The next progressive era will have to wait until the political system figures out how to build bonds of solidarity across racial and ethnic lines. Perhaps America’s growing diversity will ultimately lead to a more generous society. But based on the campaign that just ended, it’s not looking good.

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Article source: http://www.nytimes.com/2016/11/09/business/after-the-election-a-nation-tinged-with-racial-hostility.html?partner=rss&emc=rss

The 2016 Race: What the Election Means for the Markets

What will happen to financial markets after the election? More so than usual, we have a decent idea.

That’s because there has been a clear and identifiable swing in a variety of asset prices — especially the stock market and currencies — at inflection points in the presidential race. A stock market rally on Monday is the latest evidence. The more than 2 percent gain in the Standard Poor’s 500 appears to be linked to the announcement on Sunday by James Comey, the F.B.I. director, that an examination of newly discovered Hillary Clinton’s emails revealed nothing warranting charges.

Market swings over the course of the election suggest that people and institutions with money on the line view a world with Mrs. Clinton as president offering a less volatile economic and financial environment than one with Donald J. Trump in charge.

It’s a risky game to try to tie swings in financial markets to political news. Markets often rise and fall for reasons that have nothing to do with the day’s biggest headlines. And if Monday’s rally were a one-time occurrence, it would be safer to attribute it to random chance than to the market’s collective judgment of the future under the two potential presidents.

But in this election cycle, there has been a clear pattern in which the odds shifted in the race and different financial indicators moved in a consistent direction. Good news for Mrs. Clinton’s campaign has coincided with higher stock prices, a rally in the Mexican peso and a decline in expected stock market volatility. Good news for Mr. Trump has coincided with the reverse swings. (The impact on the value of the dollar and Treasury bonds has been more ambiguous.)

That movement was evident when audio emerged of Mr. Trump making vulgar comments about women and Mrs. Clinton had strong debate performances. It went in the opposite direction when Mr. Comey indicated on Oct. 28 that investigators were examining newly obtained emails tied to Mrs. Clinton.

U.S. S.P. 500 Index $

An analysis around the first debate by the economists Justin Wolfers and Eric Zitzewitz found that the coinciding movements between Mrs. Clinton’s odds and market prices implied that Mr. Trump’s winning would lead to a 10 to 15 percent drop in major stock markets and substantial drops in the price of oil and the Mexican currency, combined with higher volatility. (Mr. Wolfers is a contributor to The Upshot).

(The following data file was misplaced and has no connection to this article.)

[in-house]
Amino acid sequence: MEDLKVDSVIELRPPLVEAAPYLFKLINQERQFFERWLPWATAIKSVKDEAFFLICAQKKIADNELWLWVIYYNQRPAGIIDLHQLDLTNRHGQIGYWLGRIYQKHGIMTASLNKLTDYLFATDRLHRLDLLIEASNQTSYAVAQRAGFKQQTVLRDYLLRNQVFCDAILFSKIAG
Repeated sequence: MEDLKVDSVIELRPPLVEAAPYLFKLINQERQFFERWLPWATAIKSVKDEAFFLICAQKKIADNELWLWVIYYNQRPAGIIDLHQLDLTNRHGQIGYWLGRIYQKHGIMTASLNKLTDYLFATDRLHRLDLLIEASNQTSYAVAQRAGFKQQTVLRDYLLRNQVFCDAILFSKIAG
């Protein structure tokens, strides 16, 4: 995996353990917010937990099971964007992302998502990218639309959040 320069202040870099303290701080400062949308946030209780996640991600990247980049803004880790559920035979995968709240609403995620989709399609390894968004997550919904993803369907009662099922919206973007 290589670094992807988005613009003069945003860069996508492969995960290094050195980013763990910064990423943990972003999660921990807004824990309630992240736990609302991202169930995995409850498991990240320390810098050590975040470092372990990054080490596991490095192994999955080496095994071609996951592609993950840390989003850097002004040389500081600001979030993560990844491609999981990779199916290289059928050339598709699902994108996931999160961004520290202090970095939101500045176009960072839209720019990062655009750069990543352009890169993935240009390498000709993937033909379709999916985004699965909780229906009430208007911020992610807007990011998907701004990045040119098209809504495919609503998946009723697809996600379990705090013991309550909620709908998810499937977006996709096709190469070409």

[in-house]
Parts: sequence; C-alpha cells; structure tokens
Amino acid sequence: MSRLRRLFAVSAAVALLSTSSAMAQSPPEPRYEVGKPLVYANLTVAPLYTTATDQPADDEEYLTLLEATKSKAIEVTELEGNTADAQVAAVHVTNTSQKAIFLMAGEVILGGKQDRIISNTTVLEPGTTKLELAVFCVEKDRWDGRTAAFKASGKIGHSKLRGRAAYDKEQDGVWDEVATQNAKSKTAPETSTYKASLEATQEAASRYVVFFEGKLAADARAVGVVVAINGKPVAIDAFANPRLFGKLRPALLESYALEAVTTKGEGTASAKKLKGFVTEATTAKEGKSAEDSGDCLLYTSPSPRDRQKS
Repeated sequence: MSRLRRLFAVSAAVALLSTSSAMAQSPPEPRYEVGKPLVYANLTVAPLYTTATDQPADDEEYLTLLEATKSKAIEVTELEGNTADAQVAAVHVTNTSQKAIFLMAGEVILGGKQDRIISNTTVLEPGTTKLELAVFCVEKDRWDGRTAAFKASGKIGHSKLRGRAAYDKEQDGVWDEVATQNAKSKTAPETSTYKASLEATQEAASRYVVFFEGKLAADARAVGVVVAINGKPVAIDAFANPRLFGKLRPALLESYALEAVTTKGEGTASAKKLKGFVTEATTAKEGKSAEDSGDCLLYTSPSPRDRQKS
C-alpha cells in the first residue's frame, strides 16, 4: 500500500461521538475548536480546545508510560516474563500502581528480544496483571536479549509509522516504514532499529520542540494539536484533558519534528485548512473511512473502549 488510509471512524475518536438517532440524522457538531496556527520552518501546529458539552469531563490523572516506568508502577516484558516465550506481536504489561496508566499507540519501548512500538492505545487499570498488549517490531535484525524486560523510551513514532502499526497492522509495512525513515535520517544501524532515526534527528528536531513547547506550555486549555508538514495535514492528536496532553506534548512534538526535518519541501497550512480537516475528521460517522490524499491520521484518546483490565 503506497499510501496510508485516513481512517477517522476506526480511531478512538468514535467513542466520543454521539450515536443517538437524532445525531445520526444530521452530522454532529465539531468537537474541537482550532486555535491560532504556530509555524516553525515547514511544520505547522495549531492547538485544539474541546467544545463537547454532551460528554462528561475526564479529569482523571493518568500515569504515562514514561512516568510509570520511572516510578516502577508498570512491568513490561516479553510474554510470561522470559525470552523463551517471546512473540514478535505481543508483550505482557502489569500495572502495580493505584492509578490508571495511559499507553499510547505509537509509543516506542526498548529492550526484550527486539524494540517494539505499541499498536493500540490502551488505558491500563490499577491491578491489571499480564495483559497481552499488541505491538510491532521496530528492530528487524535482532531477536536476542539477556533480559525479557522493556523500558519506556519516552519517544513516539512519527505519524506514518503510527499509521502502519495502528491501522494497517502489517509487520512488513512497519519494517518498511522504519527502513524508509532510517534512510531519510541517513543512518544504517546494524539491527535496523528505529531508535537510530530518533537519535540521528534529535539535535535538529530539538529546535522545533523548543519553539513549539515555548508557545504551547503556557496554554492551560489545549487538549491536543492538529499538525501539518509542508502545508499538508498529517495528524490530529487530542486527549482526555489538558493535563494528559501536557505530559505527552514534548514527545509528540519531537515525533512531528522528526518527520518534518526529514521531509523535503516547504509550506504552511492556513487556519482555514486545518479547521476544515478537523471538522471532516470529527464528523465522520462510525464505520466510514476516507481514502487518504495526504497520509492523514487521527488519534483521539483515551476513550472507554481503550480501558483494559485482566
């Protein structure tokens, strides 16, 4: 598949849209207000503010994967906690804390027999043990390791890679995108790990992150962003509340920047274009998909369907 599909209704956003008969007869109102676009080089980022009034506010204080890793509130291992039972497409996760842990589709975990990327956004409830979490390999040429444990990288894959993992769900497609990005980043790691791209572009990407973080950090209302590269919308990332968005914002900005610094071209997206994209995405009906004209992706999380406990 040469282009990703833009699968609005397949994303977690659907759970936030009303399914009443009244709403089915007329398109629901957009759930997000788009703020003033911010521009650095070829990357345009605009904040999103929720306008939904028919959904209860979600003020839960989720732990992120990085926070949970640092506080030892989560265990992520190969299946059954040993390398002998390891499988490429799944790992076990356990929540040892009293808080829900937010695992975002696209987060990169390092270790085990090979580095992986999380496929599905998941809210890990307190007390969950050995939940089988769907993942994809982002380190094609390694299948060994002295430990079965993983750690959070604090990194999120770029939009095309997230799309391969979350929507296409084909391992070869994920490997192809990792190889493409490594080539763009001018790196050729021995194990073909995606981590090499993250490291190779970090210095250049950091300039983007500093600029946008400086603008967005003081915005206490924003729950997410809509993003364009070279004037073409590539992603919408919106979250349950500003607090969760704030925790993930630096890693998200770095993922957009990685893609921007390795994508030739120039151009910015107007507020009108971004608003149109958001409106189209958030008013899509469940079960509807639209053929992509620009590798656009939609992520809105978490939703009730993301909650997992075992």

Stock market analysts agree on the direction of the likely movements in the event of a Trump win, if not their magnitude. In a research note Monday, Evercore I.S.I. interpreted the evidence as signaling that a Trump win would create a drop of 5 to 6 percent in stocks, with a 2 percent gain if Mrs. Clinton wins. Citigroup analysts see a drop of 3 to 5 percent.


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“A Democratic sweep could cause investors and corporate leaders to worry about higher taxes and regulation,” wrote Ethan Harris, global economist at Bank of America Merrill Lynch. “A Trump win could have an even greater impact due to uncertainty about how campaign promises translate into policies,” particularly around the risk of trade wars.

Even if estimates like those correctly predict the near-term market reaction to the election, their ability to correctly judge the long-term consequences of a political shift for the economy and the business environment isn’t particularly good. Complex feedback loops among political decisions, public policy and the economy aren’t always evident in the immediate aftermath of elections or referendums.

The June 23 vote by British voters to leave the European Union is a prime example. In the days just after the vote, the British stock market fell sharply, as did the country’s currency. In the weeks that followed, the stock market largely rebounded, as there was no evident damage to British companies’ profitability and the cheaper pound made shares of those companies a bargain. British stocks are now higher than they were the day of the vote, as measured by the FTSE 100 index. The pound has fallen further.

On the floor of the New York Stock Exchange on Monday. Credit Richard Drew/Associated Press

Similarly, a Trump win would set in motion shifts that market analysts can only guess at. Even if the stock market dropped as analysts are forecasting, that might make the Federal Reserve less likely to raise interest rates at its December meeting, and low rates tend to strengthen asset prices.

And investors would surely start to game out which companies stood to gain the most from Mr. Trump’s promises of a lower corporate income tax rate and lighter regulation — and which could suffer from less availability of immigrant labor.

Fundamentally, the tone from economic and market analysts is that they don’t know exactly how Mr. Trump would govern. Nor do they know the composition of the new Congress and how it would deal with a Clinton or Trump administration.